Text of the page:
Christmas is upon us at last! It’s that time of year when snow (supposedly) falls, sleigh bells (supposedly) ring, and we all (supposedly) give everyone else gifts. But everyone knows that Christmas isn’t about giving – it’s about receiving. In years gone by, we’d write a Christmas list to Santa Claus, informing him of all the presents we want and deserve – and it would feature, of course, a whole bunch of videogames.
This year we decided to reinstate that tradition and write a Christmas list once again, informing Santa that, no, we’re not happy with a lump of coal and a tangerine this year – we want these fabled PC games and we want them now (or at the very least, at some time during FY 2020/21). Let’s just hope we’re on his nice list…
If you want more like this, be sure to check out our game of the year for 2019 which we’ll be publishing later today. We’ve also got lists on the way for the most important games of the decade and for the PCGamesN Awards. Stay tuned for lots more over the Holiday period, too, and indeed in 2020!
So, if Santa really does exist (and we’re absolutely sure that he does), it shouldn’t be much trouble for him to deliver the following games. So, without further ado, let’s get wishing.
If you’ve played Portal 2, then you know that Chell, our leading lady gets to finally, finally, leave Aperture Science. She’s even played out by the very turrets that try to murder her throughout the two games. So why bring the series back for a 3rd game? Well, how about Atlas and Peabody? Where are they in all this? Just left underground dying again and again for eternity? It seems a little unfair for Chell’s dreams to be achieved, why not give them another game to be themselves?
Portal 2 holds a very special place in my heart as being the game that got me back into gaming back in 2011, so I literally owe it my job. I’d love just one last chance to have play with a portal gun, light bridges, and infinite falling. Is that too much to ask?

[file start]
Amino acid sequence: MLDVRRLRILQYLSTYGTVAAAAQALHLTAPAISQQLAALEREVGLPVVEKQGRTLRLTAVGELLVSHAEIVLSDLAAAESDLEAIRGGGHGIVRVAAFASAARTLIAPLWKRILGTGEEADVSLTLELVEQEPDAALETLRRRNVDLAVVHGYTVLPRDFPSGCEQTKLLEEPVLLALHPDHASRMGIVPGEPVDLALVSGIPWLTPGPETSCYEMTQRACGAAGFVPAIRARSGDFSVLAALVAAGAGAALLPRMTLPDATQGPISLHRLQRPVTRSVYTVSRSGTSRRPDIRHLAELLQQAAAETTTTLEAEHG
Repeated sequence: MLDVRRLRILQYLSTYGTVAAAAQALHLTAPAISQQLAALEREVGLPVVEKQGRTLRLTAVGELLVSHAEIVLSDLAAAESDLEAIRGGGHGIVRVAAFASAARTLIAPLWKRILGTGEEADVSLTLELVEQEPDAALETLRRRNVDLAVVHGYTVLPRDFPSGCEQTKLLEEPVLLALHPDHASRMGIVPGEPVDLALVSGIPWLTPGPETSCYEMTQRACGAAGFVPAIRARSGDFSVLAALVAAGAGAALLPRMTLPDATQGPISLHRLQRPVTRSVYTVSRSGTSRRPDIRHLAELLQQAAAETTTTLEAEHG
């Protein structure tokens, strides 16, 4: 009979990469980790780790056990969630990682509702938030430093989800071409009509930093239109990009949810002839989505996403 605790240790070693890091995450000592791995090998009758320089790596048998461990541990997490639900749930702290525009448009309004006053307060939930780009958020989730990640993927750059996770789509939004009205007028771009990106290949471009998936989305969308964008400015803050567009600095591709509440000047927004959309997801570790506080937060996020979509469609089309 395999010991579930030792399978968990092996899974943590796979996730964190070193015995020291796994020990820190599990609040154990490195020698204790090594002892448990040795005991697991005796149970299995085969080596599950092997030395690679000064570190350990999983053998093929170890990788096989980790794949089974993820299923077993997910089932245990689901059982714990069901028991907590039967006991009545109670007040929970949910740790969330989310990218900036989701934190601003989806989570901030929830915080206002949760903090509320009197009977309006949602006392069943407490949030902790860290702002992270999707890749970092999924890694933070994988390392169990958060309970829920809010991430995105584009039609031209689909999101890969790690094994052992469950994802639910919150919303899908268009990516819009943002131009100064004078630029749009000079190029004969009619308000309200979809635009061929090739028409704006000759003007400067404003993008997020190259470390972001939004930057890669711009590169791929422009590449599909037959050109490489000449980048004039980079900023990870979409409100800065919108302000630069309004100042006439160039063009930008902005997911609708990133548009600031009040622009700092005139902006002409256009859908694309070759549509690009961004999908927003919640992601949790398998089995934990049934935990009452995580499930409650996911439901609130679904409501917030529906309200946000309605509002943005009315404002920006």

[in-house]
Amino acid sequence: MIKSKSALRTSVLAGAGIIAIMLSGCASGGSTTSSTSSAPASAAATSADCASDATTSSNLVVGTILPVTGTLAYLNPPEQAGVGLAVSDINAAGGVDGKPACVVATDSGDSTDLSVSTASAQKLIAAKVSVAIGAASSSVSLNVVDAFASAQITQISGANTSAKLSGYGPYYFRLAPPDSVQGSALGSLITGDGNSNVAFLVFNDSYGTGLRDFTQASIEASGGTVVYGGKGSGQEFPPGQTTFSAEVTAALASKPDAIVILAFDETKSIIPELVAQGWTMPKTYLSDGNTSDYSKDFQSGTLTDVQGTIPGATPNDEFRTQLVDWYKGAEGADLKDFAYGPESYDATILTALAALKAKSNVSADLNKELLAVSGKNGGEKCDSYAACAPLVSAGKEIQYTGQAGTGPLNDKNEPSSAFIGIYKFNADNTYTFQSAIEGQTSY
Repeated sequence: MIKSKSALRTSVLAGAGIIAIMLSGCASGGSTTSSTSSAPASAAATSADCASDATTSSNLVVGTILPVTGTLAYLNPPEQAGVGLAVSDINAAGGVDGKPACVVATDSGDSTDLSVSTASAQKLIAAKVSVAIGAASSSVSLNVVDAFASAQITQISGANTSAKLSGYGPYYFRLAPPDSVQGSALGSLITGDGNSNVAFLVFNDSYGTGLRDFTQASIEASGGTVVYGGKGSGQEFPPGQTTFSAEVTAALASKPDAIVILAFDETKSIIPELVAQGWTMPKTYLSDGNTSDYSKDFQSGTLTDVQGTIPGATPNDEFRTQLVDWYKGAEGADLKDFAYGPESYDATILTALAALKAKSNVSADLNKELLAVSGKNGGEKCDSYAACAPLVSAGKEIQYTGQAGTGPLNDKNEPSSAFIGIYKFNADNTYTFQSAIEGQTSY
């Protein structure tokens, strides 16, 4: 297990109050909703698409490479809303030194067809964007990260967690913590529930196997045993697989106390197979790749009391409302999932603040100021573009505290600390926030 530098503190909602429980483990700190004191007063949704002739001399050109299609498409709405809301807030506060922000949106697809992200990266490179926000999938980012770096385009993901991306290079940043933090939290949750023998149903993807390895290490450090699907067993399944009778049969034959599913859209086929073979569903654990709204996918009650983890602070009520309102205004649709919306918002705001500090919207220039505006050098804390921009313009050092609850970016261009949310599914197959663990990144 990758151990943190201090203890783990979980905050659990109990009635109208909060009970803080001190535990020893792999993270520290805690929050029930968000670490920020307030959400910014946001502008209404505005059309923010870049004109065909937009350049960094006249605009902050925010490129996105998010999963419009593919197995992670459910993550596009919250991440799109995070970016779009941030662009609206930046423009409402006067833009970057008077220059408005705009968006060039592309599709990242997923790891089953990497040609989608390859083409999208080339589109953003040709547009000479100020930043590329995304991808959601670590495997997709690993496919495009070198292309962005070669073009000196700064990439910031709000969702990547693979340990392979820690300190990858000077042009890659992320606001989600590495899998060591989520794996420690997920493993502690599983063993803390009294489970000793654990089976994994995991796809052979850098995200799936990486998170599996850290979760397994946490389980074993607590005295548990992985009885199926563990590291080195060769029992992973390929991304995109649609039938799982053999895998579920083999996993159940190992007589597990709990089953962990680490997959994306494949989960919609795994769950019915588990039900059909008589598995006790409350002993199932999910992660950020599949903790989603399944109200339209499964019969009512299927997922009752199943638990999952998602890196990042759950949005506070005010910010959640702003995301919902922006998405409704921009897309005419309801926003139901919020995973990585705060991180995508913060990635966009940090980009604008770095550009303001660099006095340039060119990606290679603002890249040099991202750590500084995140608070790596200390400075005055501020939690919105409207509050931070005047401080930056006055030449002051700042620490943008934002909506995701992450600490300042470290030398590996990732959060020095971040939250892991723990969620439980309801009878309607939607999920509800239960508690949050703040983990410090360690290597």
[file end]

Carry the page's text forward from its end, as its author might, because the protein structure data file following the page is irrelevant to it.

Star Wars: Battlefront 1 and 2 – no not those ones
Also Imogen. Greedy.
Portal 2 got me back into games, but when I think about the games that got me gaming in the first place, it’s the Star Wars: Battlefront games. Released in 2004 and 2005 respectively, they’re the first co-op experiences I can remember. I sat with my older brother – with the shabbier controller, of course – playing many a fun, yet unfair game.
I don’t want the new remakes, I demand that in this fictional ‘I can have any game’ scenario that beautiful, beat for beat remasters appear. The same game, with better graphics, sound, and best of all, free DLC. It would be the perfect way to spend Christmas, reminiscing with my brother about the times he bullied me in the game. It might also be a good time to exact my revenge after 15 long years of waiting.
The closure of Fable series developer Lionhead Studios in 2016 left a huge, chicken chaser-shaped hole in the fantasy RPG scene. The Fable series brought a fresh and fun approach to the genre, boasting exquisitely beautiful environments, its own flavour of fantasy with Heroes and hobbes, lively combat, humour, and some fantastic vocal talent (Stephen Fry as Reaver is a treat). Oh, and canine companions that will melt even the frostiest of hearts.
The series came to a (premature) end with the cancellation of co-op title Fable Legends three years ago, and while there are other great RPG games out there to get your teeth into, nothing satisfies the itch that the Fable games did. It occupies its own special place in the fantasy RPG space, and I really miss it. Perhaps we’ll see Fable rise once again, though – rumour has it Playground Games might be making a Fable 4.
Once again, I’d love to jump back into the joyous world of Albion, become a Hero, battle hordes of hollow men, bandits, and balverines, and save the day. And maybe belch at a few villagers along the way. Is that too much to ask? While you’re at it, Santa, a remaster of Xbox exclusive Fable II for PC would be great, too. Ta.
A Classic-Style Tomb Raider game